Like Locked’s sister game Labyrint, Kubus is as much art project as escape room. Art is supposed to be challenging, and it’s certainly a challenge to review – what this venue builds is so very unique it can’t really be measured by the criteria I’d apply to other games.
For a start, Kubus is 2.5 hours long. My impression is that the deadline is intended to give teams plenty of time, and you may find yourself finishing well before the time limit. Instead of a nail-biting rush to the end, the emphasis here is on exploring the environment and discovering its surprises, and it’s happy for that to happen at a leisurely pace.
As with its predecessor there is no plot, no decor and relatively little that could be called a puzzle. Markings on the bare plywood walls are more likely to be leftover irrelevancies than intentional clues. Where other escape games might fill the environment with puzzles, here the environment itself is the main puzzle.
Kubus must be played with exactly four players, and each player gets a somewhat different experience. As you might guess from that, the game involves separation of the players and has a significant communication element. Each player has a walkie talkie, used to talk to teammates as well as the gamemaster. Any veteran player will have little trouble imagining the difficulties of a five-way conversation via a device that cannot transmit and receive at the same time, particularly for puzzles that require everyone to let everyone else know what they’re seeing. This was an acute frustration that threatened to entirely derail our enjoyment of the game, until we gave up on the walkie talkies and switched to shouting through the walls instead.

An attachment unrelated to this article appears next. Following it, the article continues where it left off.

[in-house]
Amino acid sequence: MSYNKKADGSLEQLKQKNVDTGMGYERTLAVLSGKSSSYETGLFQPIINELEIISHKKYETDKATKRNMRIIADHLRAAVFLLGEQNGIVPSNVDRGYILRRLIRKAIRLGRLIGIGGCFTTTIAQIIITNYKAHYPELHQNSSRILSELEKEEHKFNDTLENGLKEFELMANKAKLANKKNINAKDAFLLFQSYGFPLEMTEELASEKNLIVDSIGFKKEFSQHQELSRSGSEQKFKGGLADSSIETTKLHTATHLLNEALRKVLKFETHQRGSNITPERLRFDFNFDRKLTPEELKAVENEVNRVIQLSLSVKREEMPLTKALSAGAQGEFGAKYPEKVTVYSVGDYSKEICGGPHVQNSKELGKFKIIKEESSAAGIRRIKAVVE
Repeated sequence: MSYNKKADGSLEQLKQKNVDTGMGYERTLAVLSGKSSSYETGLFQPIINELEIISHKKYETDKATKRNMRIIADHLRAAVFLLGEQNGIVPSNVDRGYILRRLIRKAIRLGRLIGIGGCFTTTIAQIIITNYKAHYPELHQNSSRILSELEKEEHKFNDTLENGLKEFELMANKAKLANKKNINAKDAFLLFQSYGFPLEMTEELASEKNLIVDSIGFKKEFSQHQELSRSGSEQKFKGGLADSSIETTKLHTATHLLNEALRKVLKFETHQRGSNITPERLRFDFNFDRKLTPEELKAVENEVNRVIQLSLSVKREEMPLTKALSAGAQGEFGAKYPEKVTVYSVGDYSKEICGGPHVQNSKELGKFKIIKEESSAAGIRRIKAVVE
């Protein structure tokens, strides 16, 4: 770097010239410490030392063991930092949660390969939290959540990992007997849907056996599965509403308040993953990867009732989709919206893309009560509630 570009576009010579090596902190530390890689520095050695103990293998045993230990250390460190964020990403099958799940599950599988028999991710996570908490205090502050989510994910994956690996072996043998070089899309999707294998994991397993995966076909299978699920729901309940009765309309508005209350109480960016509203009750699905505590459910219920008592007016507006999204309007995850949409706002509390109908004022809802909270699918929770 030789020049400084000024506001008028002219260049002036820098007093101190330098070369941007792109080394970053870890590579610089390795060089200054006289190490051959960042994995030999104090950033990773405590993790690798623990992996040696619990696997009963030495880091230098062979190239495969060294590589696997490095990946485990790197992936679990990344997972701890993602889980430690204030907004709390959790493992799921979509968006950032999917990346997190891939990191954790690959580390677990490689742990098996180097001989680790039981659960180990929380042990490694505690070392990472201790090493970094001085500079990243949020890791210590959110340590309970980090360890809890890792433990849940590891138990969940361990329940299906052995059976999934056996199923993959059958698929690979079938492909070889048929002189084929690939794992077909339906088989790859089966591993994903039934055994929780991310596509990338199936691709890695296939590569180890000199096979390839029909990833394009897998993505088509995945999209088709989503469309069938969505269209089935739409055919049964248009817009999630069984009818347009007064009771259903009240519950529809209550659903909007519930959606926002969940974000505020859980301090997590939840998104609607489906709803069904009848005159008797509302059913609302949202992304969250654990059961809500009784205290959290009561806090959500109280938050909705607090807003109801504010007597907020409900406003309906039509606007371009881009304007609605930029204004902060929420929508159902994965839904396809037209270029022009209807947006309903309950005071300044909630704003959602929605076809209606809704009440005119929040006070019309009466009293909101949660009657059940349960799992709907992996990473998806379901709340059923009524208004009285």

I have to also note the various environmental hazards, starting with the occasional splinter or loose nail. If there are fire safety precautions suitable for what is essentially a giant wooden box, I didn’t notice them. It involves physical activity and small spaces; claustrophobics should stay well clear, and larger players may struggle to play it at all – though three quarters of our team topped 6’2 and managed to get through with a few contortions and plenty of enthusiasm and squeezing. And it can get quite warm, enough that the owner avoids running it during the summer. (Naturally, we played it during a June heatwave, by special request.)
Moreover, at some points players may find themselves stuck with little to do until a teammate does something to release them – or indeed find themselves just plain stuck. The operator needed to intervene more than once on our playthrough to keep things running correctly.
All of which probably sounds like the opposite of a recommendation. But Kubus is also unique and brilliant. If it’s a hot mess, it’s simultaneously a work of crazy genius.
It’s sometimes frustrating or confusing or even potentially dangerous, but it most certainly is memorable. Our group was split over which of the two Locked games we preferred, but on balance I’d pick Kubus. Where its sister game Labyrint has one particular moment of stand-out brilliance, Kubus boasts a succession of surprises that really aren’t like anything you’re likely to find in other escape games. There are lots of reasons you might end up hating it, but if everything above hasn’t managed to put you off then it’s much more likely you’ll love it.